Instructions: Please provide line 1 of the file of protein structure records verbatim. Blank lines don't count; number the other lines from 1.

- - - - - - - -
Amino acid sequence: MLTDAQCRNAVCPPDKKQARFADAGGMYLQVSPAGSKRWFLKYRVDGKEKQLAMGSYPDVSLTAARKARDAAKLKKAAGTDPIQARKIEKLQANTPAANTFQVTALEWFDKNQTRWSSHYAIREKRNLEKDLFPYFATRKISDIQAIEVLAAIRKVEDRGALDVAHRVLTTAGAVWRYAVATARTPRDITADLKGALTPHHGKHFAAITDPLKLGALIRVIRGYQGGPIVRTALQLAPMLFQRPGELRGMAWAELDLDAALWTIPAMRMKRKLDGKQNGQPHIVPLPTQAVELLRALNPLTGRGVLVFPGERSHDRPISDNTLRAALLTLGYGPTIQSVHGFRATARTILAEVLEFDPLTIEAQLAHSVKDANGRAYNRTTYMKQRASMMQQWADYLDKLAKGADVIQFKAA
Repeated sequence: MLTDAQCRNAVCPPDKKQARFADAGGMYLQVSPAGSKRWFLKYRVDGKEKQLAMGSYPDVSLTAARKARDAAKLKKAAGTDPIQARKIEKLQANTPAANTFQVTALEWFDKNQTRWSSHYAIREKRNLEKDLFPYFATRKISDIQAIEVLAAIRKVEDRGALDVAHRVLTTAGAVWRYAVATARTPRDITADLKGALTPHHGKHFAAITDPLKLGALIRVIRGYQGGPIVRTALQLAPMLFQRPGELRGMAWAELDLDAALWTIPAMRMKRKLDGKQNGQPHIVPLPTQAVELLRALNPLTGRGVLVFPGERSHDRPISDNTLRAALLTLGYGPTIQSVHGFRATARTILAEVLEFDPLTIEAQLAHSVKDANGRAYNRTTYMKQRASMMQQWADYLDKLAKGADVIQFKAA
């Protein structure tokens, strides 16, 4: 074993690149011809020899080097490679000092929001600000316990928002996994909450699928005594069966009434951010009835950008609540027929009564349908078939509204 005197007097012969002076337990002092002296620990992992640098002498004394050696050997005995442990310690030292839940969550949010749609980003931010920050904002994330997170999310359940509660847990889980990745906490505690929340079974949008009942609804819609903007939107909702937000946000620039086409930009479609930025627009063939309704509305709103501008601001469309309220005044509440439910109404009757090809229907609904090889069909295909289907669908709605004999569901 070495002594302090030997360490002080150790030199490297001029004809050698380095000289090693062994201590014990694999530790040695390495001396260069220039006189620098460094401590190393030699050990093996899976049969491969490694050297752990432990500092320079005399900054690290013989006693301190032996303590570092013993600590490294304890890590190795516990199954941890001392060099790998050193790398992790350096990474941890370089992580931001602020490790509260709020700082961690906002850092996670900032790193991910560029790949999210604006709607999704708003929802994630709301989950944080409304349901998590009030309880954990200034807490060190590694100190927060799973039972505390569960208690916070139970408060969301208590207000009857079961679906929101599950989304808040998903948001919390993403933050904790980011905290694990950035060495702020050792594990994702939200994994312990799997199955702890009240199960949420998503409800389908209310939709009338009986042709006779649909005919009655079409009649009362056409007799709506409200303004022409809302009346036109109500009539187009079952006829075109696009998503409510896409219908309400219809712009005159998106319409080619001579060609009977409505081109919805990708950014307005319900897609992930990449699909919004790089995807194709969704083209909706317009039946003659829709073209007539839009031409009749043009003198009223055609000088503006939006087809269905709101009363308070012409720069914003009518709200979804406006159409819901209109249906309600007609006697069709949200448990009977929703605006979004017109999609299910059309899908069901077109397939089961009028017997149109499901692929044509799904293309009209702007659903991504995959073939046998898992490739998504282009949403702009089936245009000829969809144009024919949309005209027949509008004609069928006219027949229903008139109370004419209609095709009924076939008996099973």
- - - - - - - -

Amino acid sequence: MLTDAQCRNAVCPPDKKQARFADAGGMYLQVSPAGSKRWFLKYRVDGKEKQLAMGSYPDVSLTAARKARDAAKLKKAAGTDPIQARKIEKLQANTPAANTFQVTALEWFDKNQTRWSSHYAIREKRNLEKDLFPYFATRKISDIQAIEVLAAIRKVEDRGALDVAHRVLTTAGAVWRYAVATARTPRDITADLKGALTPHHGKHFAAITDPLKLGALIRVIRGYQGGPIVRTALQLAPMLFQRPGELRGMAWAELDLDAALWTIPAMRMKRKLDGKQNGQPHIVPLPTQAVELLRALNPLTGRGVLVFPGERSHDRPISDNTLRAALLTLGYGPTIQSVHGFRATARTILAEVLEFDPLTIEAQLAHSVKDANGRAYNRTTYMKQRASMMQQWADYLDKLAKGADVIQFKAA